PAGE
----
Once potentially identifying information has been removed, our database of genomic and medical information (with your identifying information removed) will be shared with the National Institutes of Health and the cancer research community, and will be able to be used for other genomic and molecular studies to help understand metastatic breast cancer and develop new therapies.
G. Learn with us along the way.
We are excited to learn with you! Throughout the project, we will provide all patients who say “Count Me In” with regular updates about the status of the project and information about new studies that we are conducting. We will also share any discoveries from these research projects with you. We also may ask you additional questions about your experience to help with future studies — we want to hear what’s important to you. We will send updates through email, but also through social media. You can follow us on Twitter and on Facebook.
Frequently Asked Questions
1. What is the goal of this project?
This project will connect metastatic breast cancer patients around the world with scientists using cutting-edge technology to study cancer's genetic and molecular causes. Cancer is not a single disease, and each tumor holds part of the puzzle.
Today, very few patients contribute their tumor samples and clinical data to cancer research, largely because they do not have a way of doing so. We believe everyone should have the opportunity to contribute to research, especially now that the combination of genome sequencing and internet-based communication has made it easier to give people that opportunity.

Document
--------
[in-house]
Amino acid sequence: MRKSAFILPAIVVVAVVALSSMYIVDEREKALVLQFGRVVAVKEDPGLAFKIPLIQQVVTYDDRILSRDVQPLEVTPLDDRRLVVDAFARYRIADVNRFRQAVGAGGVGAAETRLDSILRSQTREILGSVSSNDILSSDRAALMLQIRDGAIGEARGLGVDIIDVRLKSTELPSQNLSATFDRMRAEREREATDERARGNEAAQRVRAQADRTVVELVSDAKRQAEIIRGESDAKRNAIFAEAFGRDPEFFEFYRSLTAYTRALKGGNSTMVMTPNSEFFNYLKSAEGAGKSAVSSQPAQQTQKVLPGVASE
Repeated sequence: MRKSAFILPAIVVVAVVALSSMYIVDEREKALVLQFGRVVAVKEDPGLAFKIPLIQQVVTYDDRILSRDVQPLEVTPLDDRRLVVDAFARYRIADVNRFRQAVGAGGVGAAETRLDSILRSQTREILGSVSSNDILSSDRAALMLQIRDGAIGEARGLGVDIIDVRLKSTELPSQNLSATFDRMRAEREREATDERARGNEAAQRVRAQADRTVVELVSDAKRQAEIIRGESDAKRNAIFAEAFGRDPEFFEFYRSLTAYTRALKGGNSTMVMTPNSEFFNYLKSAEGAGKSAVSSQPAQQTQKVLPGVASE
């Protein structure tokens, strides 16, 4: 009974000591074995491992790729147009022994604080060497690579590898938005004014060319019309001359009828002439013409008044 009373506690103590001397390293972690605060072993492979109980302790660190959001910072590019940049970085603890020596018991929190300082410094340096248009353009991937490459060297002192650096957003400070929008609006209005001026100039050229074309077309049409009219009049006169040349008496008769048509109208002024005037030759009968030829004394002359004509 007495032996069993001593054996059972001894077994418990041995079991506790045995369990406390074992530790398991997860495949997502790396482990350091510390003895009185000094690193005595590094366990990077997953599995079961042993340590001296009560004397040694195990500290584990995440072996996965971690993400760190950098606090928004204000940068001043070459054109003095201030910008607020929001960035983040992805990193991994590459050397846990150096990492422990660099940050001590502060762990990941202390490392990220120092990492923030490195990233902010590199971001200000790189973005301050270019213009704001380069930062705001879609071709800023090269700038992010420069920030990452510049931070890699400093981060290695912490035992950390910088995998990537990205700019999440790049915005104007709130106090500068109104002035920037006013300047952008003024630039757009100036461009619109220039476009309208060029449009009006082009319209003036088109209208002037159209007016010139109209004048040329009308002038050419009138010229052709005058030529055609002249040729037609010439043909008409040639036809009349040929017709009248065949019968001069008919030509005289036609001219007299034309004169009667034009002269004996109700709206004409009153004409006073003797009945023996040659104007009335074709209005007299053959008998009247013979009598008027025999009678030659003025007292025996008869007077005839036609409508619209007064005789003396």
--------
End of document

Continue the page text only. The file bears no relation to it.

We hope our initial studies will help us understand how genetic mutations in cancer affect response to specific therapies. By discovering the connections between mutations in cancer and responses to therapy, we hope to be able to better design clinical trials and to be able to predict patients' responses to different therapies based on the genomic profiles of their tumors. Over time, we will include other many other studies in metastatic breast cancer so that we can better understand the best strategies for treating this disease.
2. Who is conducting this research?
This project is being conducted at the Broad Institute of MIT and Harvard, in collaboration with Dana-Farber Cancer Institute, and a growing coalition of non-profit advocacy partners. Our team — led by Dr. Nikhil Wagle, MD, a breast cancer oncologist and metastatic breast cancer researcher — is made up of cancer researchers, physicians, clinical specialists, and patient advocates. Learn more about us here .
3. How have patients been involved in the design of this project?
We have worked closely with patients and patient advocates within the metastatic breast cancer community from the beginning of this project through its design and implementation. Patients have been involved in all aspects including concept, goals, messaging, forms, and even the design of this website. The MBCproject is constantly evolving, and at every turn, we ask for patient feedback to ensure that we are aligned with the metastatic breast cancer community.